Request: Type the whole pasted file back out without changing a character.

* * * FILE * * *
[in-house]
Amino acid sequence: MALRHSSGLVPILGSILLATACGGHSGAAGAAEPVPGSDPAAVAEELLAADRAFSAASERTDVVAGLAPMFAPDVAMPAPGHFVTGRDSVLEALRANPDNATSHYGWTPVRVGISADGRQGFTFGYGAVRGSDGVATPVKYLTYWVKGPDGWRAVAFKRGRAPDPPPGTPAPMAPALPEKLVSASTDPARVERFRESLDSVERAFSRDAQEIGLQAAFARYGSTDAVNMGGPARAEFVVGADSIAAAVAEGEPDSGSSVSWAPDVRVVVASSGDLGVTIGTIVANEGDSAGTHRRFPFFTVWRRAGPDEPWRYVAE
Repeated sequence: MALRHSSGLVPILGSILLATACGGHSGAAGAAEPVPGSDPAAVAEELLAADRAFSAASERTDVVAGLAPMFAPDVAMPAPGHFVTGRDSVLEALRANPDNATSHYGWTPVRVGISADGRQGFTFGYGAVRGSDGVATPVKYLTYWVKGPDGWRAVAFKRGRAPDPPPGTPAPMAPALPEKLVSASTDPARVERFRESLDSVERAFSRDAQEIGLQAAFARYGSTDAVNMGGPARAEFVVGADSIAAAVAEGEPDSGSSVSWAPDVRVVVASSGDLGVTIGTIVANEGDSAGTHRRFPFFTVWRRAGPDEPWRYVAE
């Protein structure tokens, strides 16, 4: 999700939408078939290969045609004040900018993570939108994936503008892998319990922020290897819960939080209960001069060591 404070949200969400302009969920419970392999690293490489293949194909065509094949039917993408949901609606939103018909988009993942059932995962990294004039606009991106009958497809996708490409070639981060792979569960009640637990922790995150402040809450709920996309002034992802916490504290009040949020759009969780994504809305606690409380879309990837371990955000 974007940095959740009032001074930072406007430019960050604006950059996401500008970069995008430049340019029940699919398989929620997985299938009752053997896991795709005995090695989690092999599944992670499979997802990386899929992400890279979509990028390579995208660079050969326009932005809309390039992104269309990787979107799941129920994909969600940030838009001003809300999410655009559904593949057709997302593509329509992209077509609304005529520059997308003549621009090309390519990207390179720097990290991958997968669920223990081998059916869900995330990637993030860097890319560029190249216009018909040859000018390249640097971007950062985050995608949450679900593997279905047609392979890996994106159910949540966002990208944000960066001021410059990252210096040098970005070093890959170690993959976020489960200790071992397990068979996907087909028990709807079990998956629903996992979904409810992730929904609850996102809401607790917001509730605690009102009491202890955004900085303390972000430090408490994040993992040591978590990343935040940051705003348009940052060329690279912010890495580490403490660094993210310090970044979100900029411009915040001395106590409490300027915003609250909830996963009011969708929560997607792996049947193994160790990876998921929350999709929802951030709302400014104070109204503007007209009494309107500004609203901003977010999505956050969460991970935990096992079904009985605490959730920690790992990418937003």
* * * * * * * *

[in-house]
Amino acid sequence: MALRHSSGLVPILGSILLATACGGHSGAAGAAEPVPGSDPAAVAEELLAADRAFSAASERTDVVAGLAPMFAPDVAMPAPGHFVTGRDSVLEALRANPDNATSHYGWTPVRVGISADGRQGFTFGYGAVRGSDGVATPVKYLTYWVKGPDGWRAVAFKRGRAPDPPPGTPAPMAPALPEKLVSASTDPARVERFRESLDSVERAFSRDAQEIGLQAAFARYGSTDAVNMGGPARAEFVVGADSIAAAVAEGEPDSGSSVSWAPDVRVVVASSGDLGVTIGTIVANEGDSAGTHRRFPFFTVWRRAGPDEPWRYVAE
Repeated sequence: MALRHSSGLVPILGSILLATACGGHSGAAGAAEPVPGSDPAAVAEELLAADRAFSAASERTDVVAGLAPMFAPDVAMPAPGHFVTGRDSVLEALRANPDNATSHYGWTPVRVGISADGRQGFTFGYGAVRGSDGVATPVKYLTYWVKGPDGWRAVAFKRGRAPDPPPGTPAPMAPALPEKLVSASTDPARVERFRESLDSVERAFSRDAQEIGLQAAFARYGSTDAVNMGGPARAEFVVGADSIAAAVAEGEPDSGSSVSWAPDVRVVVASSGDLGVTIGTIVANEGDSAGTHRRFPFFTVWRRAGPDEPWRYVAE
């Protein structure tokens, strides 16, 4: 999700939408078939290969045609004040900018993570939108994936503008892998319990922020290897819960939080209960001069060591 404070949200969400302009969920419970392999690293490489293949194909065509094949039917993408949901609606939103018909988009993942059932995962990294004039606009991106009958497809996708490409070639981060792979569960009640637990922790995150402040809450709920996309002034992802916490504290009040949020759009969780994504809305606690409380879309990837371990955000 974007940095959740009032001074930072406007430019960050604006950059996401500008970069995008430049340019029940699919398989929620997985299938009752053997896991795709005995090695989690092999599944992670499979997802990386899929992400890279979509990028390579995208660079050969326009932005809309390039992104269309990787979107799941129920994909969600940030838009001003809300999410655009559904593949057709997302593509329509992209077509609304005529520059997308003549621009090309390519990207390179720097990290991958997968669920223990081998059916869900995330990637993030860097890319560029190249216009018909040859000018390249640097971007950062985050995608949450679900593997279905047609392979890996994106159910949540966002990208944000960066001021410059990252210096040098970005070093890959170690993959976020489960200790071992397990068979996907087909028990709807079990998956629903996992979904409810992730929904609850996102809401607790917001509730605690009102009491202890955004900085303390972000430090408490994040993992040591978590990343935040940051705003348009940052060329690279912010890495580490403490660094993210310090970044979100900029411009915040001395106590409490300027915003609250909830996963009011969708929560997607792996049947193994160790990876998921929350999709929802951030709302400014104070109204503007007209009494309107500004609203901003977010999505956050969460991970935990096992079904009985605490959730920690790992990418937003």